WASHINGTON (AFP) - About 20,000 Afghans who worked as interpreters for the United States during its war in Afghanistan and now fear retribution from Taleban insurgents have applied for evacuation, the White House said on Thursday (July 15).
"There are approximately 20,000 Afghans who have applied," Press Secretary Jen Psaki told reporters.
Psaki said those are all former translators for the military or other entities, whom the Taleban have targeted.
However, the United States will also consider applications by the families of the interpreters, she said, without specifying how many family members would be allowed.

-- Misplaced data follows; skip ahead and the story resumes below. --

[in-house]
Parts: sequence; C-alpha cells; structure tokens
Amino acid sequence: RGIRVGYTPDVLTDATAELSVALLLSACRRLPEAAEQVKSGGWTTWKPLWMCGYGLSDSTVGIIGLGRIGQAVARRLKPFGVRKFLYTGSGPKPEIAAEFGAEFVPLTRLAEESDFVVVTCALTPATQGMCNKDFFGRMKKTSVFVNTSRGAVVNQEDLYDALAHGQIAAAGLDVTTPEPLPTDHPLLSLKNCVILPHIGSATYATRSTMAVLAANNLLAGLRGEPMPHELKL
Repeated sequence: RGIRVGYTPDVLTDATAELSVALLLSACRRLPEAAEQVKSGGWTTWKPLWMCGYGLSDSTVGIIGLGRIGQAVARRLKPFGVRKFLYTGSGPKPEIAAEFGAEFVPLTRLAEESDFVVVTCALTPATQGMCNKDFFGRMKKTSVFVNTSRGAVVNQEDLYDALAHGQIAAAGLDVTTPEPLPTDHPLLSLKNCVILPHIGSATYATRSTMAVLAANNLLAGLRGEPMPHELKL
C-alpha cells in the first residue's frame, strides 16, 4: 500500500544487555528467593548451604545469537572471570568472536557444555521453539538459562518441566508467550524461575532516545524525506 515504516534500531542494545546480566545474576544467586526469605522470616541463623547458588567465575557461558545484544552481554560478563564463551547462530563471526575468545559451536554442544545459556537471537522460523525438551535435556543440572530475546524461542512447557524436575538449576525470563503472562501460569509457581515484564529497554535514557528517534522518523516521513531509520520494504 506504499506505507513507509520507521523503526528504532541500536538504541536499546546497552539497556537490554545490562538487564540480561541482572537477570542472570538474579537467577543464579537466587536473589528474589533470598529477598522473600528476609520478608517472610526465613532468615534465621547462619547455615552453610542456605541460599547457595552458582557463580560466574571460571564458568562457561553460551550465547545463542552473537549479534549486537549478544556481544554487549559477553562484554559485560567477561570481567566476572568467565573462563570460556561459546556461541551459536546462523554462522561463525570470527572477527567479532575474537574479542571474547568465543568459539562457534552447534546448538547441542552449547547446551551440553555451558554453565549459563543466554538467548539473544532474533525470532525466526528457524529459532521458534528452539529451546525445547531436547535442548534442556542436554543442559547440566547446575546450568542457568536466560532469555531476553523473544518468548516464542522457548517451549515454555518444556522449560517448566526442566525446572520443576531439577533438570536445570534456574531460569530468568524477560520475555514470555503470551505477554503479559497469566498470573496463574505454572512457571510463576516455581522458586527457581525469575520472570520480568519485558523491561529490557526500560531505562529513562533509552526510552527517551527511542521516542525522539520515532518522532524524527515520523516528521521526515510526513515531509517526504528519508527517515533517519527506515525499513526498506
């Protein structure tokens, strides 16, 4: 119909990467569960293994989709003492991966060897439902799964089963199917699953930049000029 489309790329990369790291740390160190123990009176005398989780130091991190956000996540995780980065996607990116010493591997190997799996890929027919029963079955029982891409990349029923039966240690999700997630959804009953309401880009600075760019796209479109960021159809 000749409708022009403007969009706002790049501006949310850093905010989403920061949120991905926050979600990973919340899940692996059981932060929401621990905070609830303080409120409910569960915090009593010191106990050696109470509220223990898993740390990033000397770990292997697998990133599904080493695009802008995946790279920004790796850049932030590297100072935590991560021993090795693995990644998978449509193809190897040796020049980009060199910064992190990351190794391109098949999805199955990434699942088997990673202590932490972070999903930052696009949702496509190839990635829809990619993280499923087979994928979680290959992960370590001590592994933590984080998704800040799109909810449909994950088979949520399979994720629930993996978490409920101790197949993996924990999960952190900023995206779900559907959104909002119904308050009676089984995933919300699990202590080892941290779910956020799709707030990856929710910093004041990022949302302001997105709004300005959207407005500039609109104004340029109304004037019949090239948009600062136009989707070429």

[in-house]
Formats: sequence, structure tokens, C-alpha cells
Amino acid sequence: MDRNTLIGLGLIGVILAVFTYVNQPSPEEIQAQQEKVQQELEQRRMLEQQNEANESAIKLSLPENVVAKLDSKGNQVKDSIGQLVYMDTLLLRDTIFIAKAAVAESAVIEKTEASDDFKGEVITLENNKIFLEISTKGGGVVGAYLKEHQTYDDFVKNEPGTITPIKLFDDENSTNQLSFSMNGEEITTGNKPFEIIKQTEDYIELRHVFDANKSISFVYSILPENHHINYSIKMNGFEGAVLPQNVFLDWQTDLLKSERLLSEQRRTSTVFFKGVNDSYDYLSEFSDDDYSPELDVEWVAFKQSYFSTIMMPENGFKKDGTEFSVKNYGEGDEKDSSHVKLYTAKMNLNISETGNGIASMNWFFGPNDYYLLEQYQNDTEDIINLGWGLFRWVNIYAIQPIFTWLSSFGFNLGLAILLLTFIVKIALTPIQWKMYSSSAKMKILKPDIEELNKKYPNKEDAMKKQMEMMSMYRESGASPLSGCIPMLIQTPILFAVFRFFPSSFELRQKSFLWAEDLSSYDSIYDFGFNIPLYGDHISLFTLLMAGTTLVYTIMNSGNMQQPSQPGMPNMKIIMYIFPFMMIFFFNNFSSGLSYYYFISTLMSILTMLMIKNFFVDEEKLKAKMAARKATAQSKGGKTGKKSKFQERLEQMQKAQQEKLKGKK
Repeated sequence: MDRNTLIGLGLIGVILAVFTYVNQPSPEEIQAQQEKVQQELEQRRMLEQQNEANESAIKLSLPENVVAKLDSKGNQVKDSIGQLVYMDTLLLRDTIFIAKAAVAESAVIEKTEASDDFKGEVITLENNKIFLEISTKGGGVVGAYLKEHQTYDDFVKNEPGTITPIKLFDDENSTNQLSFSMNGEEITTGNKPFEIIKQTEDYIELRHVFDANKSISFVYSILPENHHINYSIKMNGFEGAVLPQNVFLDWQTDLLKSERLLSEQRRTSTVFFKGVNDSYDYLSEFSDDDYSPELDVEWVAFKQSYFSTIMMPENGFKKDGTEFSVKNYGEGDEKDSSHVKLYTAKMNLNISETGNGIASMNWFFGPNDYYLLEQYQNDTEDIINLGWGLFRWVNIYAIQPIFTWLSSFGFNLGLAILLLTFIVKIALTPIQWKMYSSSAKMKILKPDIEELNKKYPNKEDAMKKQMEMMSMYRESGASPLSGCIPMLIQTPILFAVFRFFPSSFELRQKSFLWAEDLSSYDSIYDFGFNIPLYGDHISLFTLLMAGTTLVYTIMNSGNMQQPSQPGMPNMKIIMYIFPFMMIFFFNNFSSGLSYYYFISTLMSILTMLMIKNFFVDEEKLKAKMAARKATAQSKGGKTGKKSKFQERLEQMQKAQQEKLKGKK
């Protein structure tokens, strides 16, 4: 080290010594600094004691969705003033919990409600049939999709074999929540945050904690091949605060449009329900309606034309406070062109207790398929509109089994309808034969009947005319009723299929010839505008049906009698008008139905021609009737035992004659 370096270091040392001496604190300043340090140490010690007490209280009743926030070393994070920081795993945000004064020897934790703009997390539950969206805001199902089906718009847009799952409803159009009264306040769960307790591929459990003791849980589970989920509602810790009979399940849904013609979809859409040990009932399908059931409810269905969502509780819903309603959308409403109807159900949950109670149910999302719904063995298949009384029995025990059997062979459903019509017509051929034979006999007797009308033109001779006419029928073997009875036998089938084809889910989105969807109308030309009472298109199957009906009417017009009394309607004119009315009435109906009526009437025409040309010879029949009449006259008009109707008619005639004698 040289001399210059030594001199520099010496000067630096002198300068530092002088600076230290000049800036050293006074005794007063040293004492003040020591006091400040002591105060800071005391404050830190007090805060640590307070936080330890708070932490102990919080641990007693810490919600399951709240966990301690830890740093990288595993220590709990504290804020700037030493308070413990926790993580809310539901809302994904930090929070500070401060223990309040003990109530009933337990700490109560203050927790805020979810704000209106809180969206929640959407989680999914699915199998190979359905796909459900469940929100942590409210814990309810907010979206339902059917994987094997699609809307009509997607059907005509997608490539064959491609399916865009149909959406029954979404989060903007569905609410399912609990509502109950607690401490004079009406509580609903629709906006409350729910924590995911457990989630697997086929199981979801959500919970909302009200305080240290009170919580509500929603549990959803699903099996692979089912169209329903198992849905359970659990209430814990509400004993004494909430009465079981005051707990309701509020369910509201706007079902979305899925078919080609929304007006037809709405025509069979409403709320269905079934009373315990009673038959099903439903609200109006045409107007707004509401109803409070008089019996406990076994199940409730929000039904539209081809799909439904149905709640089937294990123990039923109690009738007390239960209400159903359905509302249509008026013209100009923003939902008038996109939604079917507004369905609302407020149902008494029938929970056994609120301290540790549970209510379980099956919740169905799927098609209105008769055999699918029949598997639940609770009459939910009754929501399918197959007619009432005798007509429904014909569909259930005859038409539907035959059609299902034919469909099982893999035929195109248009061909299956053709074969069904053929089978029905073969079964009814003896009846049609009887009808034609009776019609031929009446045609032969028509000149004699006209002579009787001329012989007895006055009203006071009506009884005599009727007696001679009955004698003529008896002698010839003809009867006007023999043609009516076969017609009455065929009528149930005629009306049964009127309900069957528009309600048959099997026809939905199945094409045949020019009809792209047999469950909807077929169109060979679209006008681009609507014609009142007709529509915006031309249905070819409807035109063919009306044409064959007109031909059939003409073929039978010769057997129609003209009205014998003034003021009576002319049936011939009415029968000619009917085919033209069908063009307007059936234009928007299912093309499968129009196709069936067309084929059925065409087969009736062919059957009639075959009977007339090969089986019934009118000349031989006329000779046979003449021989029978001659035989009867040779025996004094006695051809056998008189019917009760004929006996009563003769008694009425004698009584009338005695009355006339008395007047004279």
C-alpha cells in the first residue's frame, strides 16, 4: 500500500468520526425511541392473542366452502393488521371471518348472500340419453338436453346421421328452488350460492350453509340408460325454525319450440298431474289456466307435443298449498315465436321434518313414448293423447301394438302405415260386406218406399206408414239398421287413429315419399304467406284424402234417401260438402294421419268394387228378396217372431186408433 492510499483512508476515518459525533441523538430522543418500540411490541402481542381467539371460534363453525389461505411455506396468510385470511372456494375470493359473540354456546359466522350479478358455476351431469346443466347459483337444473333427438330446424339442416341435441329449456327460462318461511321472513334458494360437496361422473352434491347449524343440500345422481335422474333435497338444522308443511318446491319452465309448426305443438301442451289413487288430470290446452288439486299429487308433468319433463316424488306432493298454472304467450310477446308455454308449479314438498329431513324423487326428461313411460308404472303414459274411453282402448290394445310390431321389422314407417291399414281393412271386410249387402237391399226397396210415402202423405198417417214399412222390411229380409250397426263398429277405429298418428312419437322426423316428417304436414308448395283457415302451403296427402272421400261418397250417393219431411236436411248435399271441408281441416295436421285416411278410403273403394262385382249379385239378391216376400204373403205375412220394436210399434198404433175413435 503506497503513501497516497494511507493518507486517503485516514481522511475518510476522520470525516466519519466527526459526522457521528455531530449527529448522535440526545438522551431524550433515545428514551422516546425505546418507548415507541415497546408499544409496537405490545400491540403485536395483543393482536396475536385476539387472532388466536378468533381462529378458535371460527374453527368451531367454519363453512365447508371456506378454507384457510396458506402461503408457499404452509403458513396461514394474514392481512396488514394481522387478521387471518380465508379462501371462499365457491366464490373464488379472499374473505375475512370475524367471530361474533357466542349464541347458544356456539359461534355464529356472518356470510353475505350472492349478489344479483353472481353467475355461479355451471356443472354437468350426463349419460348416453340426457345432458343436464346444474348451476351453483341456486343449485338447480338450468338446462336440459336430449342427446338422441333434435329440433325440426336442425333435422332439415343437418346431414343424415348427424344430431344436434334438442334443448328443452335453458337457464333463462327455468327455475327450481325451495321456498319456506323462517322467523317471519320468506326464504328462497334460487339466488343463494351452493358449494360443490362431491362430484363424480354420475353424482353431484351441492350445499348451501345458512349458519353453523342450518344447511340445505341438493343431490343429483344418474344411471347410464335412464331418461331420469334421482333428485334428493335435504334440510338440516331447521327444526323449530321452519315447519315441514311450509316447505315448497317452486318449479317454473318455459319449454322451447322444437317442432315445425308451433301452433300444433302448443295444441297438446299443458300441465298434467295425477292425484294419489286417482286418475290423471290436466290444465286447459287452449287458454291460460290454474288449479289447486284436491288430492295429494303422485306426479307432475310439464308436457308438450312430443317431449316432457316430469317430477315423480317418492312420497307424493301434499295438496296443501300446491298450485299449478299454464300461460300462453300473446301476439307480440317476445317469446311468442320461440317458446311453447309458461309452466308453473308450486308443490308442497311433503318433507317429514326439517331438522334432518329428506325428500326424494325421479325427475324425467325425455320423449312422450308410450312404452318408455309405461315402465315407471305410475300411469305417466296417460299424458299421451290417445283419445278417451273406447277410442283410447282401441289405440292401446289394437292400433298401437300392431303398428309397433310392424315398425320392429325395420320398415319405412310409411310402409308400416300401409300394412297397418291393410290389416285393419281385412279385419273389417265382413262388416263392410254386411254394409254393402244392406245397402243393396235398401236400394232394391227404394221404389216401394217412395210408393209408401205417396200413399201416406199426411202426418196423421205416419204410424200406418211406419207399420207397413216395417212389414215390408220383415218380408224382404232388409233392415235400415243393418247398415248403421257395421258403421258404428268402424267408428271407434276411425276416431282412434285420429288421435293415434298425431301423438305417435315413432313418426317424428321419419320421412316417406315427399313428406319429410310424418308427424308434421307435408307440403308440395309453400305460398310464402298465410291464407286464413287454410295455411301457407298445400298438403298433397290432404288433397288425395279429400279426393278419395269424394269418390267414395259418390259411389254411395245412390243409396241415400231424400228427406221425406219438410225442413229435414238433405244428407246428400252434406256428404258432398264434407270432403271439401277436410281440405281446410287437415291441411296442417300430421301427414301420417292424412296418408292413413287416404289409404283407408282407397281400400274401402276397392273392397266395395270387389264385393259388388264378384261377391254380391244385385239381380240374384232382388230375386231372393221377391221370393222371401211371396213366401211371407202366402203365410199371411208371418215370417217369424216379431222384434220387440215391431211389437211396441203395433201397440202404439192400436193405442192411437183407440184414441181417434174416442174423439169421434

According to some estimates, the number of people eligible to leave would total around 100,000.
Officials say evacuations will start this month.
The interpreters being readied for evacuation are those who have already filed applications under the State Department program of Special Immigrant Visas (SIV) for Iraqi and Afghan translators and interpreters.
Psaki said those who have completed security vetting could then be temporarily housed in a US military base.
Those still needing to go through the vetting process, will first be sent either to a US base abroad or a third country "where they will be safely housed until their visa processing is going on," Psaki added.